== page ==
Philosophy as History

| July 25, 2011

This afternoon I had the honor of working with Art Education students in Teachers College’s Instep program – thinking about John Dewey’s legacy and impact on art education. As preparation for the lecture and group activity (collaboratively writing philosophies of art education), we read:

  • Ursula Niklas’ “On the Philosophy of Teaching Philosophy of Art” to reflect on how philosophical methods can be used in different ways within the context of art education.
  • The Encyclopedia of Aesthetic Philosophy’s “John Dewey: Survey of Thought” entry on John Dewey for a historical look at the impact Dewey had on discussion of art, education, and philosophy.
  • Three chapters from John Dewey’s “Art as Experience” to better understand his philosophical views and context (at the very least read the “The Live Creature” passage from 525-540).
  • The Wikipedia entry on Richard Shusterman (a contemporary aesthetic philosopher) to see how Dewey’s philosophy continues to serve as a philosophical touchstone (especially the “Definitions of art” section): (Actually, they didn’t get the Shusterman reading in time, but I spoke about it in my short lecture.)

It was a tough session to plan for, as I wanted to provide a broad view of Dewey’s relevance to art education, but also engage the class in thinking about the use and purpose of philosophy in their own teaching practices. Still, in good hermeneutic fashion, I tried to allow for both.

I asked everyone in the class to say a bit about their background in grappling with a teaching philosophy, and perhaps it was no surprise that people had a wide range of experiences – with respect to geography, philosophy, and education.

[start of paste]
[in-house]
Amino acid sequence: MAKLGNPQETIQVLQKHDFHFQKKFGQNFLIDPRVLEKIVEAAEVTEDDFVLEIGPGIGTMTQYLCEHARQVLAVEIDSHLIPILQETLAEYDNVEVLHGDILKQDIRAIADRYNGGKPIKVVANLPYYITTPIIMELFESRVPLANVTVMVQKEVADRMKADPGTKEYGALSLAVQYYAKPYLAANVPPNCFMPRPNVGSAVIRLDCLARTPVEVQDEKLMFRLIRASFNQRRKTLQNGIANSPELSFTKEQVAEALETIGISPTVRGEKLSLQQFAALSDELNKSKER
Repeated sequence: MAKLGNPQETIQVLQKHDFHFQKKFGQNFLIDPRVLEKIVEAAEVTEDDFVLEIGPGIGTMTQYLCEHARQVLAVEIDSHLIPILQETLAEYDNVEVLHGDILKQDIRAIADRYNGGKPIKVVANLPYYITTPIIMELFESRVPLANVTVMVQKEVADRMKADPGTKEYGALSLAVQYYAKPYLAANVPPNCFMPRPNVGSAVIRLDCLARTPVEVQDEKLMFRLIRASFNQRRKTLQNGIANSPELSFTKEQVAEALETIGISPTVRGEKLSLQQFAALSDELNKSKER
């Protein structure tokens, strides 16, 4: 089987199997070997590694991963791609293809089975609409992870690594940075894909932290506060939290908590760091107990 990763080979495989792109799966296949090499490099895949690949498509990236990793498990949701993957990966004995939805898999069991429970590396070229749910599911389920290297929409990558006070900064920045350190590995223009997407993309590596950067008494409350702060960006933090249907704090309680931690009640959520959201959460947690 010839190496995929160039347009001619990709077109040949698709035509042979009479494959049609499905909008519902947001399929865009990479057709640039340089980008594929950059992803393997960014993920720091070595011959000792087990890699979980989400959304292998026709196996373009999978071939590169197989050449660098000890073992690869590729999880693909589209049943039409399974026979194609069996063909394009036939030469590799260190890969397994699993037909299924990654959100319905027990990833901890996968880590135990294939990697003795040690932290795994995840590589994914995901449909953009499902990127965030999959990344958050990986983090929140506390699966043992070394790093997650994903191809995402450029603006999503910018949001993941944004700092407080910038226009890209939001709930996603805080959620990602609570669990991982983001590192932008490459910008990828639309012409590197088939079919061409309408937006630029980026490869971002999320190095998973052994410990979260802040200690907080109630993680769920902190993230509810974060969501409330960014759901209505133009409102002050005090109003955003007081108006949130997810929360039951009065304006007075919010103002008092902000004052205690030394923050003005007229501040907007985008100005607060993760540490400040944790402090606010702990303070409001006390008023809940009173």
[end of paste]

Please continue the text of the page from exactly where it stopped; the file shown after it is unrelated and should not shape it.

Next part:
During the course of my talk, some interesting questions arose – about the use of wikipedia for doing philosophy, about my description of the “essence” of hermeneutics, and about whether or not teaching experience is necessary for philosophers who grapple with truth(s) of art and education. This latter question was one I did not have a chance to respond to in class, so I’ll respond here: this is a well-worn question across many philosophical disciplines, and there is no easy answer. On some accounts teaching experience is a hindrance, but on most it is an asset. Essential? Let’s not go that far. Valuable? YOU BET.

I’m not sure the philosophy-as-history angle was a useful hermeneutic, but it did allow for an important central argument: that philosophy is a tradition with which art educators must grapple. I hope it was interesting enough for these students to latch onto, and hope for feedback in the future. I’d like to keep working on this set of ideas, and a short lecture is an interesting (if challenging) format.

The students appeared to have engaging discussions about four elements of a “Deweyan Philosophy of Education” I put forward: Context, Definition, Interpretation, and Excellence. I hope they are able to continue to speak back to these four deeply philsophical themes in the future.

Thanks to the students for their energy!